I am not particularly sure where I am going with this post! Only that I am hoping someone can make this clearer for me.

OP posts:
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misi · 26/11/2008 16:01

all kids react differently. also different areas will use different labs and so have different reporting techniques, although I must say I am unfamiliar with the one you mention.
peanuts and other nuts are different. peanuts are not nuts as such, they are legumes, same family as peas, beans etc whereas other nuts are members of the ''tree nut'' family

I have been researching and reading about allergies recently and one thing that comes to mind is nitrogen. legumes are known for their nitrogen storing abilities via their roots (this is where you find the peanut, on the roots) and so has a higher nitrogen content. all protien digestion produces nitrogen which itself is turned into urea by the body for removal via the kidneys (urine).
wheat (via its protiens), milk/dairy (casein), egg (animal protien) will cause nitrogen production via thier digestion, soya on the other hand has protiens but are a different structure and are easily digested so may not produce the higher amount of nitrogen as the others will as we do have sufficient enzymes to break these down whereas with the other protiens, not everyone has those enzymes needed and are naturally harder to digest (which will increase the nitrogen production as everything has to work harder).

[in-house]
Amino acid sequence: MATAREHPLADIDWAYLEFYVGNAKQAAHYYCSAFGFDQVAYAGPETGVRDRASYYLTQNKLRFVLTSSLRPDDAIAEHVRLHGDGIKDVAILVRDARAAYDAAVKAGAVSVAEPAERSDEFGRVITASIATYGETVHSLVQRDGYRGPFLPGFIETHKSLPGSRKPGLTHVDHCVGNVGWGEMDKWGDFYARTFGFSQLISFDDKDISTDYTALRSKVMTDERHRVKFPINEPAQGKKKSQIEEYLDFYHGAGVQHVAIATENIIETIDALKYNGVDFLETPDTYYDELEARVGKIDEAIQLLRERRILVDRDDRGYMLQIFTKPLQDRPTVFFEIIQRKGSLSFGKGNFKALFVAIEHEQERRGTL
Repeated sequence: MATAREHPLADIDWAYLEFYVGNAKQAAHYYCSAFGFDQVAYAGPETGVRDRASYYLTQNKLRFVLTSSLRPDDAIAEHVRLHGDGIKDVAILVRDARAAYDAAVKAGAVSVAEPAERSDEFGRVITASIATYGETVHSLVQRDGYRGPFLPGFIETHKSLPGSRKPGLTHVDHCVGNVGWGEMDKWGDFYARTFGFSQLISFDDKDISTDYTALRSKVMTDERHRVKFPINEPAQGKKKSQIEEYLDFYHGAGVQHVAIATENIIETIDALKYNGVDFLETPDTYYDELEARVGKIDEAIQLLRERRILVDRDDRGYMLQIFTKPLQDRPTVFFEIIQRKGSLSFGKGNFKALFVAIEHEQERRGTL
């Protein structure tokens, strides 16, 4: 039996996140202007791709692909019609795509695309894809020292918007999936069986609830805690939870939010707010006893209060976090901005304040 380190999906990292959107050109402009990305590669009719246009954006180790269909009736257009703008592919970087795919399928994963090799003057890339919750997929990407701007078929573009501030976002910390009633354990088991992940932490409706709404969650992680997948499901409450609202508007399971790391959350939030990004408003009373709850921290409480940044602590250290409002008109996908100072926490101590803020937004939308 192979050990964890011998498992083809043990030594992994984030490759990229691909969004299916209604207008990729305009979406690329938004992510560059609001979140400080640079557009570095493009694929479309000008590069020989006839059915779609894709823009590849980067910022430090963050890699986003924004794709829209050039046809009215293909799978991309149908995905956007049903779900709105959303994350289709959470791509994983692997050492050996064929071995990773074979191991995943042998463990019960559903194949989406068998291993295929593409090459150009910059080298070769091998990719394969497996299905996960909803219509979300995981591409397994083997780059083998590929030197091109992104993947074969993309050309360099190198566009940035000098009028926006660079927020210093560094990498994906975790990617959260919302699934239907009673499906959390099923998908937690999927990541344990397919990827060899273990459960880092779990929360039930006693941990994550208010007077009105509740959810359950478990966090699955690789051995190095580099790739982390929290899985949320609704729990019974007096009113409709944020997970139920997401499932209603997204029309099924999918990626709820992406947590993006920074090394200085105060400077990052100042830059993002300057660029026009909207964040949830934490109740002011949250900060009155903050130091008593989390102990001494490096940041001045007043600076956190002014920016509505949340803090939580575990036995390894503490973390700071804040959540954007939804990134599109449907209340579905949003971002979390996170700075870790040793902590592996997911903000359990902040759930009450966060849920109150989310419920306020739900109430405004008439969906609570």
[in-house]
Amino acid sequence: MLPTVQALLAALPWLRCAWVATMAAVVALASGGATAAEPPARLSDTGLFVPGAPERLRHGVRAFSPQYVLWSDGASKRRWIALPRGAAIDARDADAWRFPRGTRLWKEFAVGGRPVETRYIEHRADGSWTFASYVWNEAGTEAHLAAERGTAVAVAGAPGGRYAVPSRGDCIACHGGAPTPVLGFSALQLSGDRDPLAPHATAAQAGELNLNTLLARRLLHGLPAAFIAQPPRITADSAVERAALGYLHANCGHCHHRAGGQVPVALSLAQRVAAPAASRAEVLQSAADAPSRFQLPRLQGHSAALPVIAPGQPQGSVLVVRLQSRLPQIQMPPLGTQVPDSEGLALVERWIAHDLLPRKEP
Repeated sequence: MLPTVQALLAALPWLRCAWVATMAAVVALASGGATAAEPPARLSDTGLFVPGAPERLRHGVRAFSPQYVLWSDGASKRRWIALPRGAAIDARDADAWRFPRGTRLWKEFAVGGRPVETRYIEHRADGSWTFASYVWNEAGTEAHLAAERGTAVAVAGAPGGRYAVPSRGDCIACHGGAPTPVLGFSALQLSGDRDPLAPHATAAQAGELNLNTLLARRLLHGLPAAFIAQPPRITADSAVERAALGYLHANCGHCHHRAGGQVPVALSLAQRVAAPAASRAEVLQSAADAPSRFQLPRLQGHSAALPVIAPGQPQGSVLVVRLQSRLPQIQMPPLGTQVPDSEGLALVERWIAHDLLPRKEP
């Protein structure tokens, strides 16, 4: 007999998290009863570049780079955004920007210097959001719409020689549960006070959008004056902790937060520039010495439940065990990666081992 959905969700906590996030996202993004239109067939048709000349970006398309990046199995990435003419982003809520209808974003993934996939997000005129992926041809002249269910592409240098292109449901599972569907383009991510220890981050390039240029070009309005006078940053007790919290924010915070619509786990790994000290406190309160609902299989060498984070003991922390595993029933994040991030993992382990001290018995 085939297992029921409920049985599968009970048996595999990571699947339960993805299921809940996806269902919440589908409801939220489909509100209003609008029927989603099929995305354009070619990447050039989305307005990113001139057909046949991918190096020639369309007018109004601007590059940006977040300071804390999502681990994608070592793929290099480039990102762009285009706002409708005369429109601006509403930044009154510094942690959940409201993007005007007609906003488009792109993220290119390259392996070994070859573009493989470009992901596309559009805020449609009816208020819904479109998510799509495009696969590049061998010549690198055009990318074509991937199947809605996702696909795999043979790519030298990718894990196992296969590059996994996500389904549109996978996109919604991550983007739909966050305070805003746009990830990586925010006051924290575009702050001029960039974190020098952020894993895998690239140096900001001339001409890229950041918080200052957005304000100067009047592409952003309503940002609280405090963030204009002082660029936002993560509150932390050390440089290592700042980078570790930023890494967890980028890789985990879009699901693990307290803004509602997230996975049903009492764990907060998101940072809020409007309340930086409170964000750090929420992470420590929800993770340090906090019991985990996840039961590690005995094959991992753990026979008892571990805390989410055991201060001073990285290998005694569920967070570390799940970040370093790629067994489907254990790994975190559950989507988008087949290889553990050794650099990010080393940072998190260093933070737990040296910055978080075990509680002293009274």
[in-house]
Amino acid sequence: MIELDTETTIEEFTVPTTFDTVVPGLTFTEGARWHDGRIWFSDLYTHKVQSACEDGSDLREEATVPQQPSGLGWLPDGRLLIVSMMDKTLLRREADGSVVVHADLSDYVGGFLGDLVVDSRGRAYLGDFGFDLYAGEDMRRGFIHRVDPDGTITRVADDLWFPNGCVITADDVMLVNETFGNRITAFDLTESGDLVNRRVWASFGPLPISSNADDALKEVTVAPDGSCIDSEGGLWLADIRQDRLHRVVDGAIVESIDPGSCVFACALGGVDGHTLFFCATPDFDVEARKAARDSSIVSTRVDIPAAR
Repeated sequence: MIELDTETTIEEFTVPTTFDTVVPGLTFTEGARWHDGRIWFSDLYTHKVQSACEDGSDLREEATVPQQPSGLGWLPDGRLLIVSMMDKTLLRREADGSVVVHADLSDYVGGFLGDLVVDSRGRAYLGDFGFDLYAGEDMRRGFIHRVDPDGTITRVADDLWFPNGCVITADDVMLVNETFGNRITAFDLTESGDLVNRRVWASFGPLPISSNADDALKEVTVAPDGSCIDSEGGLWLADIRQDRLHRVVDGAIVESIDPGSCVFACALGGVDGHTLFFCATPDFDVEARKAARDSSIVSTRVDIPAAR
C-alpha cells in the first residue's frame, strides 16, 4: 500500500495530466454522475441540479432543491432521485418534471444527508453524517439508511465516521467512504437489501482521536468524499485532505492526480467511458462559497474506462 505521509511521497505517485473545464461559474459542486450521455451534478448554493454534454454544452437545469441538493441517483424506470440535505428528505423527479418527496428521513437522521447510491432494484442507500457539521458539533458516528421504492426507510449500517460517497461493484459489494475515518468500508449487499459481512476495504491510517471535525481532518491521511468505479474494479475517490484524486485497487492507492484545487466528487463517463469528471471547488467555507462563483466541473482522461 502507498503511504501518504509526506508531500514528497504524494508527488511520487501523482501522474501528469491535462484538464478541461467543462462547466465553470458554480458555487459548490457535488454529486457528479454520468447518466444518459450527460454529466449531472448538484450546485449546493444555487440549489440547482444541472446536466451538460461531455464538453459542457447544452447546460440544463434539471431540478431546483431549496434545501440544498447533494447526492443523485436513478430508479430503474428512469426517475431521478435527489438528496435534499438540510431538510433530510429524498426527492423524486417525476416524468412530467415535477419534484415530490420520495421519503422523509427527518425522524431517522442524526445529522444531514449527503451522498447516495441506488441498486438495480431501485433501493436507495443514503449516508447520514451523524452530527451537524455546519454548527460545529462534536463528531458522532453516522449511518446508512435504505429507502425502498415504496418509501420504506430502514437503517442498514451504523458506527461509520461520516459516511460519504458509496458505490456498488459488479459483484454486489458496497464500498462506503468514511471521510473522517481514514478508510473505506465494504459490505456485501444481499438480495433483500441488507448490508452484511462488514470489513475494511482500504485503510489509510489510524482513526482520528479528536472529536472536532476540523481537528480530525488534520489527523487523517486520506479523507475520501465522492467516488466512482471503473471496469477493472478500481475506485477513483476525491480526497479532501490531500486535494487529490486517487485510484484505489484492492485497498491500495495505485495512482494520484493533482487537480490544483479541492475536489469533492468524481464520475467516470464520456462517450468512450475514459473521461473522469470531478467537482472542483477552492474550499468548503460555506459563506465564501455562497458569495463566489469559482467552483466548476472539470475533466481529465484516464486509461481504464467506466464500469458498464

it is a theory being studied and does answer some of the questions you have.
I do not know how this would be measured but may be worth asking at the next visit to the GP to check the U+E's (kidney function) to see if urea is elevated.

eczema and asthma in kids is often linked too so that is not unusual although it is distressing sometimes.

the runny tum part also sounds like an inability to digest fully, as undigested food triggers the brain to tell the body to absorb less fluid from the bowels to make the poo runnier to aid quicker removal ie to flush it out. I have used a digestive enzyme product along with other digestive aids in kids but not as young as 2 years old, and I would not tell you here what I used or how as if this is something you wanted to consider, you would need to see a qualified herbalist/nutritionist and work with your GP. I hope this goes someway in helping but I imagine that it will only make you think more????